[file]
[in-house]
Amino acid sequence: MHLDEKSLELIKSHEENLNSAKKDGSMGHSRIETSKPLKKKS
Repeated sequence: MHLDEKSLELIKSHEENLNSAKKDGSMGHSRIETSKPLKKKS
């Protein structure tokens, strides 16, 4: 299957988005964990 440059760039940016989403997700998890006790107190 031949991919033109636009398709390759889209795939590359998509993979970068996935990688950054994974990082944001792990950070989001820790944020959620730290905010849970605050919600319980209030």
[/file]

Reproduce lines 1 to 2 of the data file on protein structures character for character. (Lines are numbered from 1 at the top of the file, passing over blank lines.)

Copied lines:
[in-house]
Amino acid sequence: MHLDEKSLELIKSHEENLNSAKKDGSMGHSRIETSKPLKKKS